Friday, July 18, 2008

The "no drama" rule

I won't discuss politics here. There are plenty of other blogs that do that. What I will talk about, from time to time, are the strategies and tactics of politicians -- both Democrat and Republican.

The July 7 issue of Fortune magazine (more good reading from the flight over to Greece) outlines Barack Obama's management/leadership style ("He runs a tight ship, based on a few simple rules").

Here are his seven rules:

1. No drama. "No backstabbing, damaging media leaks, or anything that would detract from the campaign. You do your job, get it done, and keep your head down."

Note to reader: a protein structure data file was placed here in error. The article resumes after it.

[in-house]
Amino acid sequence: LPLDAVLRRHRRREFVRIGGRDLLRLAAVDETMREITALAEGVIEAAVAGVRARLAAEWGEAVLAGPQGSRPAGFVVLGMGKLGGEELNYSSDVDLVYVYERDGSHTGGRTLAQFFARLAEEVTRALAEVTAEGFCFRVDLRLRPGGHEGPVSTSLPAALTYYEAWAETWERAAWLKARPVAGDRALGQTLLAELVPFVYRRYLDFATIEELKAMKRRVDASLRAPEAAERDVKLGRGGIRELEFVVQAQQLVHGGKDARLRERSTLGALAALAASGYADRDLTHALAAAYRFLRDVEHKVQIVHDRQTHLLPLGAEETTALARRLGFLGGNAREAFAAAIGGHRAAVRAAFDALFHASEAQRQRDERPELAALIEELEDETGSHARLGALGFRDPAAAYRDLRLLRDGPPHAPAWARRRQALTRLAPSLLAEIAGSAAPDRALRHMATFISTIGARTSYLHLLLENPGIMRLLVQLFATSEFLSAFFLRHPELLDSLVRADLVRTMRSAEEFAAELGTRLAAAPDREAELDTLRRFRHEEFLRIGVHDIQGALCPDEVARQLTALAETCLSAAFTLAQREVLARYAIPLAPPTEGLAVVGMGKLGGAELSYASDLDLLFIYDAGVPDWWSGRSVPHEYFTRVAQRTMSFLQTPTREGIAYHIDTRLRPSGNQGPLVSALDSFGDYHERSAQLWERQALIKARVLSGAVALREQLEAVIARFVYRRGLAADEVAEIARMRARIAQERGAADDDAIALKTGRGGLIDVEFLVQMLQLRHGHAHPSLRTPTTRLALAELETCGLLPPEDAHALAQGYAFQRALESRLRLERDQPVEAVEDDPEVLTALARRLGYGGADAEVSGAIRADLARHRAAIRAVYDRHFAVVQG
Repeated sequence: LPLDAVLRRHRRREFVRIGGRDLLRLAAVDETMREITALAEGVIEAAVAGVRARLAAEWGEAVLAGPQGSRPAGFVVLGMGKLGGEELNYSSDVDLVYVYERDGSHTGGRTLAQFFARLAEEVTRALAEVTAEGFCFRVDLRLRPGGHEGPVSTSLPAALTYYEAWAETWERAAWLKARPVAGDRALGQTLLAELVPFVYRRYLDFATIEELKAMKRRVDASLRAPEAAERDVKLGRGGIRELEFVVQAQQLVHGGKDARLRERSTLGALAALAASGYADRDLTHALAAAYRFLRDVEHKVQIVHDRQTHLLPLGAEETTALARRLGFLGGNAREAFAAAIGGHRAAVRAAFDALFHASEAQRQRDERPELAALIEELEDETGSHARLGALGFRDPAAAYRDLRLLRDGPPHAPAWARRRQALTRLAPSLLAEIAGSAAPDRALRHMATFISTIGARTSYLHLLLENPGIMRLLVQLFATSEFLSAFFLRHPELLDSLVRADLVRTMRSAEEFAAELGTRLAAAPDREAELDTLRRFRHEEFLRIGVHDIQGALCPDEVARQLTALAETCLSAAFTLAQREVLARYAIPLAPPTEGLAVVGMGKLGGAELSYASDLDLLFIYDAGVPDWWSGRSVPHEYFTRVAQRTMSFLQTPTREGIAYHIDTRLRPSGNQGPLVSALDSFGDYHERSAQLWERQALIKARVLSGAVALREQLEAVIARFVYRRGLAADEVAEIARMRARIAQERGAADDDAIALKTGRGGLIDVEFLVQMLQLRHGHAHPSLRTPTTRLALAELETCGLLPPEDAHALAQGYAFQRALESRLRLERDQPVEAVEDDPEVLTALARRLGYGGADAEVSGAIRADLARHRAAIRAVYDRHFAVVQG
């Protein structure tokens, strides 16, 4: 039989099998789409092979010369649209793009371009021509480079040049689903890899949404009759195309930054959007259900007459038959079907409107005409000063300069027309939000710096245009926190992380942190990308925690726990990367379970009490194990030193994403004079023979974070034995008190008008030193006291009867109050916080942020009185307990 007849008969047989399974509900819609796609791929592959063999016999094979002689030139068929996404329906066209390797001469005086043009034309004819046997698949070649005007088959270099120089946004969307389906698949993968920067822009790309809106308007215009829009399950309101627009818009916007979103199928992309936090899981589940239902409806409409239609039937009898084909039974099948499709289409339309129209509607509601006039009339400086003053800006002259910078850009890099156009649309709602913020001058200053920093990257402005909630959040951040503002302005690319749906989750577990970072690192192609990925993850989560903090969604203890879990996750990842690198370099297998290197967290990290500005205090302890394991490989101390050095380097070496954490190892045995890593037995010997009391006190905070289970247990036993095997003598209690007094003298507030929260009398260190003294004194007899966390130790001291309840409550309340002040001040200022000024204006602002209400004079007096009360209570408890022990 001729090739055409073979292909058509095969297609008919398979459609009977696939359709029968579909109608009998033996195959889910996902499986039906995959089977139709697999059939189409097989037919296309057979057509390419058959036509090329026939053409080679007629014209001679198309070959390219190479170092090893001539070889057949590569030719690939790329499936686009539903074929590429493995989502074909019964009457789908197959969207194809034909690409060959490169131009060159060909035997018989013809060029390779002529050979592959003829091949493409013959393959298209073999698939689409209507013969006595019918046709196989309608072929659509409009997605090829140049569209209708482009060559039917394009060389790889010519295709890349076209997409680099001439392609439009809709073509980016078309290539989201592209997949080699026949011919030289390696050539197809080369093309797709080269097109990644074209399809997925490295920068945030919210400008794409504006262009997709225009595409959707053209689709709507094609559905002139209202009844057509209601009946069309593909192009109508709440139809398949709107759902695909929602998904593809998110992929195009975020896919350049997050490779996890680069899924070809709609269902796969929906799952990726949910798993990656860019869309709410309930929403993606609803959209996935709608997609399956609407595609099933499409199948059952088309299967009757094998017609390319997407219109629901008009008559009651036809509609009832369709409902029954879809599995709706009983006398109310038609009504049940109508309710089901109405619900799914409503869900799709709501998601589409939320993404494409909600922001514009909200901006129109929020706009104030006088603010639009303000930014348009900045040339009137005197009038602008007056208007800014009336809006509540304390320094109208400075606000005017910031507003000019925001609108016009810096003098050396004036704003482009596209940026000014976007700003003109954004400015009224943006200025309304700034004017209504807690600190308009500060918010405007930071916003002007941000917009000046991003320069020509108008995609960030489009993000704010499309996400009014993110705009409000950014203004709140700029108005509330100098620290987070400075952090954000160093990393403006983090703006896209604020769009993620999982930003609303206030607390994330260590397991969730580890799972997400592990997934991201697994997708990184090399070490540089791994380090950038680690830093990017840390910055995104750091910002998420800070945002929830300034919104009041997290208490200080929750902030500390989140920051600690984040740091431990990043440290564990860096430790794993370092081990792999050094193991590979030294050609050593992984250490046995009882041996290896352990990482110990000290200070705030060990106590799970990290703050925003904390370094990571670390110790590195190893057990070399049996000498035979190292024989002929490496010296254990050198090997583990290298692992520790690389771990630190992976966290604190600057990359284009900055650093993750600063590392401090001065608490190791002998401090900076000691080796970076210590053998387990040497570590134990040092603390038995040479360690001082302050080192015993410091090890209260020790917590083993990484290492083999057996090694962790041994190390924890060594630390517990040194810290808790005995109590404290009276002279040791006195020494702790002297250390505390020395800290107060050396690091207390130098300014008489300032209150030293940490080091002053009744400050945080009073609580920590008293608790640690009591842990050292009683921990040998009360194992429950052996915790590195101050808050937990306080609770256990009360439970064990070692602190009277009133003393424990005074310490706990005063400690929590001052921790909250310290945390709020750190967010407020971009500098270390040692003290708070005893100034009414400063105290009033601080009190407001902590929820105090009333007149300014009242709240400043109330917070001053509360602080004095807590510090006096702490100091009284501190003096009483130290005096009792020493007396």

2. Praise those who don't expect it. Recognize publicly those who do the heavy lifting.

3. Make every person in a meeting participate. "Like a tough law professor, Obama will call on staffers who haven't spoken up. He assumes if you haven't said anything, you might disagree."

4. Establish a plan and stick to it. "He [has] a core belief in the strategy ... and he [keeps] everybody on board."

5. Give feedback that's clear, direct, and immediate. "If he's happy, you know it. If he prefers to do something different, you know it. He's not shy about being clear."

6. Allow new ideas to come from the bottom up. As a head coach, some of the best ideas you'll hear are from some of your more junior assistants.

7. Genuinely listen to those who disagree with you. "He really questions advisors aggressively. He wants to see disagreements aired in front of him."